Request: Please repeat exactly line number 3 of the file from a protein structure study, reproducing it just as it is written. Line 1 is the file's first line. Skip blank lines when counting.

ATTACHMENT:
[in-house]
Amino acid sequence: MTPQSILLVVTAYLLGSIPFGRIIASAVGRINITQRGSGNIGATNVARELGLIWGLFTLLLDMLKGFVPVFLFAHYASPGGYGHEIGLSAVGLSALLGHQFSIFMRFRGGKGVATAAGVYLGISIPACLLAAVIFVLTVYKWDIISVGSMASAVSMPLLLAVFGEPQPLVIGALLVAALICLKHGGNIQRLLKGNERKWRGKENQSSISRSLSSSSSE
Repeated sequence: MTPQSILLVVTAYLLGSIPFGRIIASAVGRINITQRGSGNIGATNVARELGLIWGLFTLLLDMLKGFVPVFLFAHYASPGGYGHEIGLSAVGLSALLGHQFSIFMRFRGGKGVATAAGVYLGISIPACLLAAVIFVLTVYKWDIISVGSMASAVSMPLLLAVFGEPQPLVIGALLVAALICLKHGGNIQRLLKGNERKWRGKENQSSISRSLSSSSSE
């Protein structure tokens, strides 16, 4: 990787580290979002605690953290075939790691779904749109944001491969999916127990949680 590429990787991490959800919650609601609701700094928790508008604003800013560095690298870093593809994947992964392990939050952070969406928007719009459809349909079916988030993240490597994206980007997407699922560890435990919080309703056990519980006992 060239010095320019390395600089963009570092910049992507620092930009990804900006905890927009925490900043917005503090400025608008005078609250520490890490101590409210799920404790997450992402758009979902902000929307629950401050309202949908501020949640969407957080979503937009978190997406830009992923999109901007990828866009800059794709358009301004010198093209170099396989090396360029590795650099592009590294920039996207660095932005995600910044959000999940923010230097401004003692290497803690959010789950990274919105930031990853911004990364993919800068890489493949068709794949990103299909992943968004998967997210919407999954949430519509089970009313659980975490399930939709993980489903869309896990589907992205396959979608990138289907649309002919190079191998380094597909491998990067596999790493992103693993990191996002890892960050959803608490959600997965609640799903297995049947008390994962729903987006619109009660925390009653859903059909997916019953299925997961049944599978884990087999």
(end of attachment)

Repeated sequence: MTPQSILLVVTAYLLGSIPFGRIIASAVGRINITQRGSGNIGATNVARELGLIWGLFTLLLDMLKGFVPVFLFAHYASPGGYGHEIGLSAVGLSALLGHQFSIFMRFRGGKGVATAAGVYLGISIPACLLAAVIFVLTVYKWDIISVGSMASAVSMPLLLAVFGEPQPLVIGALLVAALICLKHGGNIQRLLKGNERKWRGKENQSSISRSLSSSSSE